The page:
Reuters/Chicago Tribune: Revenues Recover But States Still Tight-Fisted
Medicaid, the healthcare program for the poor, is consuming larger shares of the increased spending by states. As part of the 2009 economic stimulus plan, the federal government pitched in extra funding for the program, which the states operate with partial reimbursements from the U.S. government. Now, that money is gone and states are having to cover more of the program's costs. State spending on Medicaid rose 20.4 percent in fiscal 2012, and federal spending dropped 8.2 percent. The projected rate of growth for states is much slower for fiscal 2013, 3.9 percent (Lambert, 6/11).
Politico: Does Mitt Romney Need 'Obamacare'?
There's fear in some GOP circles that if the court wipes the Affordable Care Act off the books Romney will lose a rallying point for the movement conservatives he has been struggling to inspire (Allen, 6/12).
The Associated Press/Washington Post: Romney: 'Right Thing' Would Be For Supreme Court to Strike Down Obama's Health Care Law
Mitt Romney says he hopes the Supreme Court does "the right thing" and strikes down President Barack Obama’s health care overhaul. The presumptive Republican presidential nominee tells donors at a fundraising reception in Atlanta that the health care law hurts small businesses and costs too much (6/11).
Los Angeles Times: California Health Insurers Propose Raising Rates For Small Firms
Some California health insurers are proposing to raise small-business rates more than 10% next month, drawing scrutiny from state regulators. Aetna Inc., which drew the ire of state insurance officials for a rate hike earlier this year, wants to increase premiums 10% on average, and as high as 24% for some employers. Anthem Blue Cross, the state's largest for-profit insurer and a unit of WellPoint Inc., has proposed boosting rates 13%. Blue Shield of California is looking to charge some small employers up to 6% more (Terhune, 6/12).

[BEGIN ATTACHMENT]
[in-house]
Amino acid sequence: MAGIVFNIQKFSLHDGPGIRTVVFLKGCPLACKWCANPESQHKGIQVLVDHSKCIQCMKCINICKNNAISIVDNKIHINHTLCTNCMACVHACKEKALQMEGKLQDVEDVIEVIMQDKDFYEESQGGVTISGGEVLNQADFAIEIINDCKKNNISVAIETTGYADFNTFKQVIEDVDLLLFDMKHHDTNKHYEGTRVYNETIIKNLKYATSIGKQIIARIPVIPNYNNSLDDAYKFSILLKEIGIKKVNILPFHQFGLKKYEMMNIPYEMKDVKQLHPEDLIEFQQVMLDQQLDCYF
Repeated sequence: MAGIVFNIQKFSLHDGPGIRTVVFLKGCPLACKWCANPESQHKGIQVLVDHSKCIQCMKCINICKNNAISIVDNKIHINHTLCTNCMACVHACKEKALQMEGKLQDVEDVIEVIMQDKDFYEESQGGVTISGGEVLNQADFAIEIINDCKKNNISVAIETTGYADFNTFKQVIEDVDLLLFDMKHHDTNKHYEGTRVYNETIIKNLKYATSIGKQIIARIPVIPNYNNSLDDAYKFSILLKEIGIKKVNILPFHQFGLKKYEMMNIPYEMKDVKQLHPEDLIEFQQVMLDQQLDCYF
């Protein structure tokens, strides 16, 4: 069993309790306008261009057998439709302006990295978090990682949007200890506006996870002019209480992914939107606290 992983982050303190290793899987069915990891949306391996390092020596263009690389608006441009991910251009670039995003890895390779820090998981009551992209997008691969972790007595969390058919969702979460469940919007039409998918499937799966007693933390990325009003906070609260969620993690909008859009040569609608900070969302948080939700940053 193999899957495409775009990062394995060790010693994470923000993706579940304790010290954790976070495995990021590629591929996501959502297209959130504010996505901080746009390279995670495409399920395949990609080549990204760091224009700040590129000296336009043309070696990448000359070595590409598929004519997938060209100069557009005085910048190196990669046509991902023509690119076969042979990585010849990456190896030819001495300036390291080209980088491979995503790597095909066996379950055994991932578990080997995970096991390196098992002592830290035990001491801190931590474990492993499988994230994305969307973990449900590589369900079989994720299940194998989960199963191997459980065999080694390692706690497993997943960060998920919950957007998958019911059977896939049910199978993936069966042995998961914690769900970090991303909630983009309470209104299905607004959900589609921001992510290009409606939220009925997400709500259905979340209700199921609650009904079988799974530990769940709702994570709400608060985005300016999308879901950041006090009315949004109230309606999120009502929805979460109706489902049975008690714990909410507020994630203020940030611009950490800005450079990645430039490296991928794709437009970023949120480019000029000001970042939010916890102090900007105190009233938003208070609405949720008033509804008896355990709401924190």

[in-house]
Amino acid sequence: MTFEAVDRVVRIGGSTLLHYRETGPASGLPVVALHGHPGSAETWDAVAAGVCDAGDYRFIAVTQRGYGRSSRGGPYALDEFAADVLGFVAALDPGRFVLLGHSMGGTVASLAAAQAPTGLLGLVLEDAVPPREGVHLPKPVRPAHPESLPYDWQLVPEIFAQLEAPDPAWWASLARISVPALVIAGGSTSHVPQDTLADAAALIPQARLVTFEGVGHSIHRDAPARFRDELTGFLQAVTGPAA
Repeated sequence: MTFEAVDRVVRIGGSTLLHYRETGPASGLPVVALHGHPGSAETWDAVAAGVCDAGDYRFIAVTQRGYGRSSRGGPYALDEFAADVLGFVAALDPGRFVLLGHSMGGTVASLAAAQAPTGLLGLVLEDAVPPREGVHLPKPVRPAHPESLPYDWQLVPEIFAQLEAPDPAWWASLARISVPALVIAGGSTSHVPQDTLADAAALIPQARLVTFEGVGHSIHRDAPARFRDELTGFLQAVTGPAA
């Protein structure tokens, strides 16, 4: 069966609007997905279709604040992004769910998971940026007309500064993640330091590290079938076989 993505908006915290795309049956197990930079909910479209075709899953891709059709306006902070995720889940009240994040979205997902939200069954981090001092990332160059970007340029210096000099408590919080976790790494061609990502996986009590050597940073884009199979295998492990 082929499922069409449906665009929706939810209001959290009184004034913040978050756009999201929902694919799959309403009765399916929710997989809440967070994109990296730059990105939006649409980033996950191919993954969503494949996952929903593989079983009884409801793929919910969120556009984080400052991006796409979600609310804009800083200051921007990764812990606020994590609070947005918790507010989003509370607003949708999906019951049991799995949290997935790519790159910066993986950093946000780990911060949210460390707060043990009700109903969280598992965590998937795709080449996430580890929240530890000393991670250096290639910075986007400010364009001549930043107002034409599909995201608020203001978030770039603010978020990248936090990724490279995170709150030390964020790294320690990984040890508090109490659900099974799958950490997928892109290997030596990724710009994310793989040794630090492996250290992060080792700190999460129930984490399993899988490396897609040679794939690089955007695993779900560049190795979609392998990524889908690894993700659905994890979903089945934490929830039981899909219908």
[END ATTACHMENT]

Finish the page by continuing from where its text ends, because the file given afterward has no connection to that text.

Los Angeles Times: One-Third Of Small Firms In Calif. Offer Benefits, Survey Finds
One in three small businesses in California say they offer health coverage to workers, a new survey shows, and 44% say they are likely to provide benefits once a California insurance exchange opens in January 2014. The survey released Tuesday by nonprofit health plan Kaiser Permanente and Small Business Majority, an advocacy group that supports the federal healthcare law, shows some of the challenges to expanding health coverage and the lack of awareness about some of the assistance available. The survey of 386 small-business owners was taken in April and May (Terhune, 6/12).
Los Angeles Times: State Lawmakers Will Start Moving Budget Plan Through Legislature
Although Democratic legislators have consented to most of the spending plan released by Gov. Jerry Brown in May, a proposal released by the Assembly on Monday reflects opposition to some of the cuts in welfare, healthcare and college financial aid. … The lawmakers are also pushing back on Brown's plan to cut in-home care for the elderly and disabled (Megerian and York, 6/11).
The Associated Press/Wall Street Journal: NY Lawmakers OK Electronic Drug Prescription Bill
New York lawmakers unanimously approved legislation Monday that will require doctors to issue drug prescriptions electronically within three years, meanwhile establishing tighter restrictions on painkillers and other addictive drugs on the state list of controlled substances (6/11).
The New York Times’ Well Blog: The Reward For Donating A Kidney: No Insurance
Like most other kidney donors, Mr. Royer, a retired teacher in Eveleth, Minn., was carefully screened and is in good health. But Blue Cross and Blue Shield of Minnesota rejected his application for coverage last year, as well as his appeals, on the grounds that he has chronic kidney disease, even though many people live with one kidney and his nephrologist testified that his kidney is healthy. Mr. Royer was also unable to purchase life insurance (Rabin, 6/11).